On approach into Keokuk I started to notice that this wasn’t going to be a normal fuel stop.  It was the annual L-19/O-1 Birddog Fly-In.  The friendly folks at Lindner Aviation fueled the plane and hooked me up with a lunch ticket.  There were some interesting stories flying around from pilots who owned planes that they flew in actual combat.  It was just the sort of entertainment one could hope for when waiting for the weather in the Quad Cities area to push out.  The planes and people were fascinating.  If I didn’t own a 150 I know what I would want.  The planes are beefy and look like they are fun to fly.

After about two hours of waiting the weather was decent enough to head north.  I flew along the Mississippi for a while and took in the sights.  The first call to Clinton was greeted by the Air Boss for the weekend, Steve Mayotte.  I MADE IT!!!  In 2002 I had dropped in for about two hours on my way to Oshkosh and now that I’ve been to both Clinton and Air Venture I would take Clinton any day. 

To describe the weekend in words… awesome, flying, humbling, and people.

It was awesome.  To see a field of the most popular trainers ever built parked wingtip-to-wingtip was impressive.  This wasn’t the typical flight line of trainers from the 1970’s.  These planes are personally owned and flown.  There is pride in ownership that you can’t get from renting.  Every plane shined at Clinton.  Each plane had a great story to tell. 

It was flying.  Twelve Cessna 150’s lined up like a bomber queue waiting for the air boss to direct the chaos.  Touch and goes, short field take offs, bottle drops, egg deliveries, and of course my favorite, the scavenger hunt. 

It was humbling.  I had thought I was pretty good at landing.  Then someone decides that I have to land between a couple of lines.  And there are going to be judges.  Can this get any tougher?  My first attempt came up short as I cut the power just a fraction of a second to soon.  I tried a wheel landing the second attempt and the Air Boss threw in a touch and go.  It had been a while since I tried a wheel landing and quickly found out that practice does make perfect.  The touch and go must have been pretty impressive as the spring steel gear put me back even higher up the air and the 150hp engine roared to life to keep me from doing the wrong thing and try to save a botched landing.  I figure I have nothing to lose on the third and final landing so it is time to keep it short.  At least I got it in between the lines.  A landing you can walk away from is a good landing.  Any landing where you can use the plane again is a GREAT landing.  Kudos to those who could nail the three wire each time.  I am impressed.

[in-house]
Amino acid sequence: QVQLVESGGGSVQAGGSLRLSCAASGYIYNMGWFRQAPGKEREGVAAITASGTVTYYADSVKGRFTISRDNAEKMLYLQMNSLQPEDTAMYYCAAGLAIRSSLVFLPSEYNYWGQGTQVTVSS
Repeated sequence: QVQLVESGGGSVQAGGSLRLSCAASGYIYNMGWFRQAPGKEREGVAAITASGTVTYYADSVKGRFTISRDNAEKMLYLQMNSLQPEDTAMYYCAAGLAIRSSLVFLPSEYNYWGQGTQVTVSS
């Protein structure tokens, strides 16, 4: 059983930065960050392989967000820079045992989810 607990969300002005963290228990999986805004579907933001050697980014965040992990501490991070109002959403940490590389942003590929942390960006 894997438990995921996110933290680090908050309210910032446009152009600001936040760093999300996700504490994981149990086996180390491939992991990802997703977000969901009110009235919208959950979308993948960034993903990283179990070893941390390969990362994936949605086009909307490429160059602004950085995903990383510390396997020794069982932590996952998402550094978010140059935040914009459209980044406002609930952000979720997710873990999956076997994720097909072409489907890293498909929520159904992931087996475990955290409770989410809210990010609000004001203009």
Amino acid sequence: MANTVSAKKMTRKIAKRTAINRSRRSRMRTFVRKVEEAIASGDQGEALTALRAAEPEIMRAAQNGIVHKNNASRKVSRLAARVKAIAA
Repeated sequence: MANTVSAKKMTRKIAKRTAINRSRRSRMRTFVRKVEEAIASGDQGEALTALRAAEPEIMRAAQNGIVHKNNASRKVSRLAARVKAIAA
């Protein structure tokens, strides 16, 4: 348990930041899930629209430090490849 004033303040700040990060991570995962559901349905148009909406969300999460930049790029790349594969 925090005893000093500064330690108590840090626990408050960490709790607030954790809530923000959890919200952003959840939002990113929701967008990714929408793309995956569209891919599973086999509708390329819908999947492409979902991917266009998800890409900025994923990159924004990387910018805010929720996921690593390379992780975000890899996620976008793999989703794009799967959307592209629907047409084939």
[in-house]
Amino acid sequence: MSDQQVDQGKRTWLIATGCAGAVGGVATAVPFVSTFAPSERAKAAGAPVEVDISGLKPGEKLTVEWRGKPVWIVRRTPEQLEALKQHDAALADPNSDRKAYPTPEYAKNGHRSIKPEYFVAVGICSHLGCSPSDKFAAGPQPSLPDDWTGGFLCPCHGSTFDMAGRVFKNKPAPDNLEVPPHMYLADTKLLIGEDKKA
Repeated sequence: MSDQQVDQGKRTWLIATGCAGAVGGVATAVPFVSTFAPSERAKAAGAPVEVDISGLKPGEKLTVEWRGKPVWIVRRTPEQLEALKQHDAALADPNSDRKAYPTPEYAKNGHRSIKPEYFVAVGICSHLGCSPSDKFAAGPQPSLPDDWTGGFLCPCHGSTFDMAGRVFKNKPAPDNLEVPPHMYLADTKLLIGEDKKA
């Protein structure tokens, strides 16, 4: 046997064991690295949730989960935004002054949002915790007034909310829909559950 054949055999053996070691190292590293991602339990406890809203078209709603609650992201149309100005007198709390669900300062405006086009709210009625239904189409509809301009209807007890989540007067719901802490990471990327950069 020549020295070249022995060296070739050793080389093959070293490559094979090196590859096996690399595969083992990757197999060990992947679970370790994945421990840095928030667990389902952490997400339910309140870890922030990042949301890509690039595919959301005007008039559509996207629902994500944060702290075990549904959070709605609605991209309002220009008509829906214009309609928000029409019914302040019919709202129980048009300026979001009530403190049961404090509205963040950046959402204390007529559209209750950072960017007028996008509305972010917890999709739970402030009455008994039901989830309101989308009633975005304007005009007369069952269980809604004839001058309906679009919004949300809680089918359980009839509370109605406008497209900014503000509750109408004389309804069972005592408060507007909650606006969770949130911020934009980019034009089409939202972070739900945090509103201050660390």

Woodstock 2004 Landing Contest ApproachIt was educational.  I learned about packaging eggs, keeping polished aluminum clean, nosewheel strut maintenance (not that it does me much good anymore), there is riverboat gambling along the Mississippi, and lots of little hints and tips. 

It was people.  Lori and Royson deserve many thanks for putting together a great Fly-In.  Keeping things moving smoothly takes a lot of work and dedication and they shined.  As did Steve Mayotte.  Getting a Lear Jet into Clinton during the spot landing contests was the most impressive feat of flying and Air Bossing I saw all weekend.  Thanks to Jeff Davis for putting the “Over Easy” egg on target.  I hope I didn’t scare you with the Schnecksville Air National Guard Bomb Delivery Technique.  The scavenger hunt was the most fun event of the weekend.  Nate Phelan and I flew back and forth between Sabula and Maquoketa twice before we found the B-2 Bomber.  Before we found it every chicken coop, pig sty, and cow pen looked like a B-2.  Then we found the red digital sign in DeWitt and of course found the price of gas and diesel.  How were we to know all they were looking for were the letters “BP”?  The banquette was fun as well.  For the record I did sit in David Letterman’s chair and the taping was on May 2, 1999.  The guest was Tom Brokaw. 

The trip back to Slatington on Sunday was uneventful.  Stops at Starke County, IN; Sandusky, OH; and Dubois, PA were quick turnarounds and I made pretty good time getting across each state.  The welcome sight of the Lehigh Water gap was a sure sign of home.  After a quick flyby of the house and a perfect wheel landing at Slatington I was home.  Now it is back to the grind and trying to figure out a way to get off from work next year for the 2005 Fly In. 

Ed Figuli
Schnecksville, PA